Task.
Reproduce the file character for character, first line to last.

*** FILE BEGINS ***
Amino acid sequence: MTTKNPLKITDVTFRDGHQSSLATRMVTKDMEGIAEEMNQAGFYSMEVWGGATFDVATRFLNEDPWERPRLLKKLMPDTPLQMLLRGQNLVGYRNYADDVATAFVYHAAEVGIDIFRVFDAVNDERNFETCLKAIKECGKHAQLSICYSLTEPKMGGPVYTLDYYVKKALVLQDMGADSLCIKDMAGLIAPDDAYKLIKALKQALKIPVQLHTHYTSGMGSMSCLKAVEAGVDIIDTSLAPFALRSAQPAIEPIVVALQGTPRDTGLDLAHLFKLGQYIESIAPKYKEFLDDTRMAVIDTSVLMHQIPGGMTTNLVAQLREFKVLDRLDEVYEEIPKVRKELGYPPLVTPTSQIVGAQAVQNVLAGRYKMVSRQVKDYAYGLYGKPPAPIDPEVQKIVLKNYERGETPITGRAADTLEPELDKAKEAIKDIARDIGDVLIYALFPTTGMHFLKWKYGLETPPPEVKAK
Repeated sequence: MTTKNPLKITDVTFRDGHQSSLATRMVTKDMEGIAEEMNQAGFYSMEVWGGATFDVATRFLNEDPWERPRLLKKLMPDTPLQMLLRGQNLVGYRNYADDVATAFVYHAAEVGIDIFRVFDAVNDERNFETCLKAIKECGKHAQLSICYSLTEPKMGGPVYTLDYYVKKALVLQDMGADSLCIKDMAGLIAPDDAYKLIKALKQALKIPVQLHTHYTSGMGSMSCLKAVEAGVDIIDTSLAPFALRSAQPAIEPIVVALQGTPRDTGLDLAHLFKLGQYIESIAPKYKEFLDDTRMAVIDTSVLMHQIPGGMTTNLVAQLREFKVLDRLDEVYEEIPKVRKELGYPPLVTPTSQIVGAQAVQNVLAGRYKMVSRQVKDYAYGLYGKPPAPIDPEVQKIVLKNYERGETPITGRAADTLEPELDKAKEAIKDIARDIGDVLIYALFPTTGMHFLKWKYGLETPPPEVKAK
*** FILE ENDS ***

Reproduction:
Amino acid sequence: MTTKNPLKITDVTFRDGHQSSLATRMVTKDMEGIAEEMNQAGFYSMEVWGGATFDVATRFLNEDPWERPRLLKKLMPDTPLQMLLRGQNLVGYRNYADDVATAFVYHAAEVGIDIFRVFDAVNDERNFETCLKAIKECGKHAQLSICYSLTEPKMGGPVYTLDYYVKKALVLQDMGADSLCIKDMAGLIAPDDAYKLIKALKQALKIPVQLHTHYTSGMGSMSCLKAVEAGVDIIDTSLAPFALRSAQPAIEPIVVALQGTPRDTGLDLAHLFKLGQYIESIAPKYKEFLDDTRMAVIDTSVLMHQIPGGMTTNLVAQLREFKVLDRLDEVYEEIPKVRKELGYPPLVTPTSQIVGAQAVQNVLAGRYKMVSRQVKDYAYGLYGKPPAPIDPEVQKIVLKNYERGETPITGRAADTLEPELDKAKEAIKDIARDIGDVLIYALFPTTGMHFLKWKYGLETPPPEVKAK
Repeated sequence: MTTKNPLKITDVTFRDGHQSSLATRMVTKDMEGIAEEMNQAGFYSMEVWGGATFDVATRFLNEDPWERPRLLKKLMPDTPLQMLLRGQNLVGYRNYADDVATAFVYHAAEVGIDIFRVFDAVNDERNFETCLKAIKECGKHAQLSICYSLTEPKMGGPVYTLDYYVKKALVLQDMGADSLCIKDMAGLIAPDDAYKLIKALKQALKIPVQLHTHYTSGMGSMSCLKAVEAGVDIIDTSLAPFALRSAQPAIEPIVVALQGTPRDTGLDLAHLFKLGQYIESIAPKYKEFLDDTRMAVIDTSVLMHQIPGGMTTNLVAQLREFKVLDRLDEVYEEIPKVRKELGYPPLVTPTSQIVGAQAVQNVLAGRYKMVSRQVKDYAYGLYGKPPAPIDPEVQKIVLKNYERGETPITGRAADTLEPELDKAKEAIKDIARDIGDVLIYALFPTTGMHFLKWKYGLETPPPEVKAK